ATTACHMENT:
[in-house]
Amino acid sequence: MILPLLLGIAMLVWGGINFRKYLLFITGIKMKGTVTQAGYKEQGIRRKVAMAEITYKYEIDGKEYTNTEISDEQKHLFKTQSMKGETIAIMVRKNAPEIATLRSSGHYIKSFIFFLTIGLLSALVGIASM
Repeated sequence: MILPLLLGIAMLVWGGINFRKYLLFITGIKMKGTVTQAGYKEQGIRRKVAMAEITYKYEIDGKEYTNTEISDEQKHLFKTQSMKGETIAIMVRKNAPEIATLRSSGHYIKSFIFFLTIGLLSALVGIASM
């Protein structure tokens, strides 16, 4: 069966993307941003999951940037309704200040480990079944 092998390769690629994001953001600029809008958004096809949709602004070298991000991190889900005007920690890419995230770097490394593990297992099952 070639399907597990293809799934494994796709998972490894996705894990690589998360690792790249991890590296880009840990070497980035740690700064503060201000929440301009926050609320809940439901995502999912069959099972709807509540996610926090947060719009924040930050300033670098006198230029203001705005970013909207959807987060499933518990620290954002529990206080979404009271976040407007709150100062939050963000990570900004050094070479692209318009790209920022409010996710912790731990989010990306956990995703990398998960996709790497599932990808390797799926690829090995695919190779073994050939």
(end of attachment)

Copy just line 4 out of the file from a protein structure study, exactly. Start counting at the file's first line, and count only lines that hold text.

């Protein structure tokens, strides 16, 4: 069966993307941003999951940037309704200040480990079944 092998390769690629994001953001600029809008958004096809949709602004070298991000991190889900005007920690890419995230770097490394593990297992099952 070639399907597990293809799934494994796709998972490894996705894990690589998360690792790249991890590296880009840990070497980035740690700064503060201000929440301009926050609320809940439901995502999912069959099972709807509540996610926090947060719009924040930050300033670098006198230029203001705005970013909207959807987060499933518990620290954002529990206080979404009271976040407007709150100062939050963000990570900004050094070479692209318009790209920022409010996710912790731990989010990306956990995703990398998960996709790497599932990808390797799926690829090995695919190779073994050939």